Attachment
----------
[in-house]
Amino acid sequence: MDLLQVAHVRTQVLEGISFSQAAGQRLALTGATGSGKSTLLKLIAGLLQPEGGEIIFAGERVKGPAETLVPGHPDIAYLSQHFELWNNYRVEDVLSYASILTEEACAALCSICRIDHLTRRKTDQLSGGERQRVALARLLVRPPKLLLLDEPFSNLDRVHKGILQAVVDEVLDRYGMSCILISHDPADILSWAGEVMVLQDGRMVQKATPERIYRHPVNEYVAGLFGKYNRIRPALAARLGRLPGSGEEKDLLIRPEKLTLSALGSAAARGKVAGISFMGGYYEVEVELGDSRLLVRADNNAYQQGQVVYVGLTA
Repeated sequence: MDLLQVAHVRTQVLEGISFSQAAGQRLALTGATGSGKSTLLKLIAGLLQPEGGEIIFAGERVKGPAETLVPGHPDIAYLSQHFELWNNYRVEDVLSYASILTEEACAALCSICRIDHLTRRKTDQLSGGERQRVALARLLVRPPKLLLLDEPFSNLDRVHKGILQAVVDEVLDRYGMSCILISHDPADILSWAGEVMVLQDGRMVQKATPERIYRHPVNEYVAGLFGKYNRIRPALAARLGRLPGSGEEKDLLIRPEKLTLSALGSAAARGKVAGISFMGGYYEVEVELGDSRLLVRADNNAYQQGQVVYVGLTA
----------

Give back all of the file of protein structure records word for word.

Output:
[in-house]
Amino acid sequence: MDLLQVAHVRTQVLEGISFSQAAGQRLALTGATGSGKSTLLKLIAGLLQPEGGEIIFAGERVKGPAETLVPGHPDIAYLSQHFELWNNYRVEDVLSYASILTEEACAALCSICRIDHLTRRKTDQLSGGERQRVALARLLVRPPKLLLLDEPFSNLDRVHKGILQAVVDEVLDRYGMSCILISHDPADILSWAGEVMVLQDGRMVQKATPERIYRHPVNEYVAGLFGKYNRIRPALAARLGRLPGSGEEKDLLIRPEKLTLSALGSAAARGKVAGISFMGGYYEVEVELGDSRLLVRADNNAYQQGQVVYVGLTA
Repeated sequence: MDLLQVAHVRTQVLEGISFSQAAGQRLALTGATGSGKSTLLKLIAGLLQPEGGEIIFAGERVKGPAETLVPGHPDIAYLSQHFELWNNYRVEDVLSYASILTEEACAALCSICRIDHLTRRKTDQLSGGERQRVALARLLVRPPKLLLLDEPFSNLDRVHKGILQAVVDEVLDRYGMSCILISHDPADILSWAGEVMVLQDGRMVQKATPERIYRHPVNEYVAGLFGKYNRIRPALAARLGRLPGSGEEKDLLIRPEKLTLSALGSAAARGKVAGISFMGGYYEVEVELGDSRLLVRADNNAYQQGQVVYVGLTA